In the last decade, recent advances in data collection have extended sports analytics’ value significantly. As humankind, we excelled in every part of our lives, and technology followed. Extensive analytics became an essential part of many aspects of almost every sport known to humans. It is impossible to imagine any widely popular sport without data collection and extensive research. The very essence of every sports category is a competitive trait that runs throughout the blood of professionals. Being able to analyze data and get a competitive advantage out of that analysis became essential throughout the time.
However, extensive data collection is only worth as much as the ability to analyze that data and present it in the best possible way to the end-user. The main goal is to help our clients to make the right decisions. In cooperation with our clients from Benchmark 54, we gather a lot of data about various sports activities. Most of the time, we get the data from different devices, surveys, user inputs, and analytics systems.
Using Global Positioning System (GPS) trackers, we can thoroughly investigate the physical activity of any athlete. For example, in football (US soccer), consistency of physical condition is a key to injury prevention. If a player suddenly changed his morning cardio routine, his coach and physio team can help him to accommodate a different training regime and prevent possible injuries. Furthermore, deeper analysis and investigation can even show the percentage of acceleration for each player helping the team’s head coach re-consider team selection and get the maximum value of the team in every match.
Another way to collect data for analysis is the use of individual surveys. Based on the survey results, fitness coaches and physiotherapists can discover potential fitness challenges, and anticipate or even discover injuries. Based on this analysis, it is possible to understand various mental and physical issues of specific age groups and appropriate team medical actions and processes. On another note, using survey data, the head coach can create the right mental environment for players and investigate positive/negative feedback from players on their football team backroom staff.
It sounds good, right? But, it’s not that easy. Most of the time, the analysis report is a bunch of numbers in the linear or table form, and some data can have more than three dimensions. It is hard to understand and get the value out of it unless you are a skillful mathematician or analyst. We decided to use ReportServer as a foundation for data presentation in the Benchmark54 application. This solution helped us to aggregate simple tables that are easy to understand and analyze. Furthermore, we enabled data organization in charts, which opened a whole new way of data representation. It is easy to compare different variables, and it provides various insights to key decision-makers.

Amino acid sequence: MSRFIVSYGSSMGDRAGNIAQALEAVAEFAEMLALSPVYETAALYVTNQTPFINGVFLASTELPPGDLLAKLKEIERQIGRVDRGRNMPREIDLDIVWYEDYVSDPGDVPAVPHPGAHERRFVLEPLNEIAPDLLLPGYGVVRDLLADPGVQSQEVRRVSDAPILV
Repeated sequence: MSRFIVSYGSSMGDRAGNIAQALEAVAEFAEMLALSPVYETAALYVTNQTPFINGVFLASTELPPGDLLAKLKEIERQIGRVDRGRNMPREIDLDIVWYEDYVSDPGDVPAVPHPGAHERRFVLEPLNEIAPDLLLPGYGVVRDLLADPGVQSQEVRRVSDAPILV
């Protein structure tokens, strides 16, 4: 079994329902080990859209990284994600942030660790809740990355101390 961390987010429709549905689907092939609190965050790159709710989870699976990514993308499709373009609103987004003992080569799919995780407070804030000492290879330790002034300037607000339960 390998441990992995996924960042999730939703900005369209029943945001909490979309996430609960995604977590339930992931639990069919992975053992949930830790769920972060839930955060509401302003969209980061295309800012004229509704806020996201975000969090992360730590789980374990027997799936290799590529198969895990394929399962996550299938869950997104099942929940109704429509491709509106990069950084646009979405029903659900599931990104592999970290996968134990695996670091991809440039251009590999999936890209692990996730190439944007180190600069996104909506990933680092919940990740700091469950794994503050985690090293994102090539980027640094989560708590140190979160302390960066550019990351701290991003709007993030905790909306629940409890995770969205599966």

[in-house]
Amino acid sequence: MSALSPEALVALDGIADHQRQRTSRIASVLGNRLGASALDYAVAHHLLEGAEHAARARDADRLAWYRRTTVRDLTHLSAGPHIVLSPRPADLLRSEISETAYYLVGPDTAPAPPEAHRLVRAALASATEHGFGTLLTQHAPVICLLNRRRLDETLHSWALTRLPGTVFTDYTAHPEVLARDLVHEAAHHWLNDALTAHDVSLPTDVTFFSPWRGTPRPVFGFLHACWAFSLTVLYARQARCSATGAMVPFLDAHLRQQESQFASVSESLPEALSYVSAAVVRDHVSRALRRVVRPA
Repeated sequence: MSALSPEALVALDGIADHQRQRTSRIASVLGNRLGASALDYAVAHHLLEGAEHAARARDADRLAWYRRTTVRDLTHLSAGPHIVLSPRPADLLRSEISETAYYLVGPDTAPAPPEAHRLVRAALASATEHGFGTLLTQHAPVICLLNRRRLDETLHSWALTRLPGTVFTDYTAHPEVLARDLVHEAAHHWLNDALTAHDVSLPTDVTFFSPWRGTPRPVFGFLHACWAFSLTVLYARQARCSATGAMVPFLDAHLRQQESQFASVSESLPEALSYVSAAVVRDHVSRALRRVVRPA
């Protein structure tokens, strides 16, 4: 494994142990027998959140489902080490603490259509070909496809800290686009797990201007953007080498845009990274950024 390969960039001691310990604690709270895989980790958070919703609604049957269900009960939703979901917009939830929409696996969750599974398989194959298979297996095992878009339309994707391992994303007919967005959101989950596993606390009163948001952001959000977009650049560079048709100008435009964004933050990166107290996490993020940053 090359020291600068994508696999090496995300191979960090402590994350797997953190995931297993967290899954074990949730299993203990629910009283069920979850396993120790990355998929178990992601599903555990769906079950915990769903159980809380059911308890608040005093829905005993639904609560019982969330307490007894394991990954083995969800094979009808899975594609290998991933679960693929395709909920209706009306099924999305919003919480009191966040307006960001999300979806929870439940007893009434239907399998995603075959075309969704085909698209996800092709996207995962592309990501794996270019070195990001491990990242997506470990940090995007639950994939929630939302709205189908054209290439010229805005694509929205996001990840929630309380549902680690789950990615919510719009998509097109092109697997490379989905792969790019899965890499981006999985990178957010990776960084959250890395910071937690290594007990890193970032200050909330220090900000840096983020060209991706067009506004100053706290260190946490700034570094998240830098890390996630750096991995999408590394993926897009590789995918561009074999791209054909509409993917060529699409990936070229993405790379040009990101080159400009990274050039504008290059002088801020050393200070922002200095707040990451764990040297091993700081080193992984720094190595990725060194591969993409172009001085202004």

ReportServer supports creating graphical reports using the OpenSource library JasperReports, which can specify pixel-perfect graphical reports.
From the side of UX in the Benchmark54 application, it was crucial to establish an independent area on the dashboard that will focus on showing this extensive graphical representation of data. However, it was necessary to make it as flexible as possible. Each layout is adjustable with size and position, and it can be organized in a different order with drag and drop options. The end-user can input different variables (e.g. age, group, session) and after acquiring a certain data representation, the end-user can easily export the chart as a PDF document.
One of the interesting features we added was interactivity. However, JasperReports did not offer proper interactivity changes nor the option to get data from the API. We deepened our research and checked several options for this feature, such as Eclipse Birt and SAP Crystal Reports. Unfortunately, these two options were not customizable to suit our needs. After some time, at some point of research, we found an article that explained how we could use ReportServer table reports as API and use any JS library to make customizable charts on top of that data. We decided to go with a single-page application that takes data from ReportServer API and provides chart interactivity. We opted for ChartJS which fits perfectly with our needs. We enabled the option to inspect data with dropdowns to review any specific category from the chart.
Our implementation started from the PDF export functionality, where we used the jsPDFlibrary and manually created reports in A4 format.
Later on, one of the requests was to enable PDF export for the entire report on multiple pages. After some brainstorming, we realized that the best way to do this task is to do a set of different charts as screenshots and merge them into one whole document. The question is how to scrap these images? For that challenge, we used Laravel Dusk. Its primary usage is for automation testing, but it can mimic a browser's functionality. We wrote a script that can open the dashboard, adjust charts to the needs of a report, and then take the screenshot. To avoid a scrollbar we take a screenshot of a long browser window with 10k px height and get the entire dashboards as one hefty image, crop the specific charts, and join it together on the backend with a PDF parser (FPDI).
Automating these reports, we saved up to several hours of work per each report. Our major victory was the satisfaction of our clients. Now, they can generate reports, perform a thorough investigation of data and analysis, and reinforce their actions with the best possible approach.
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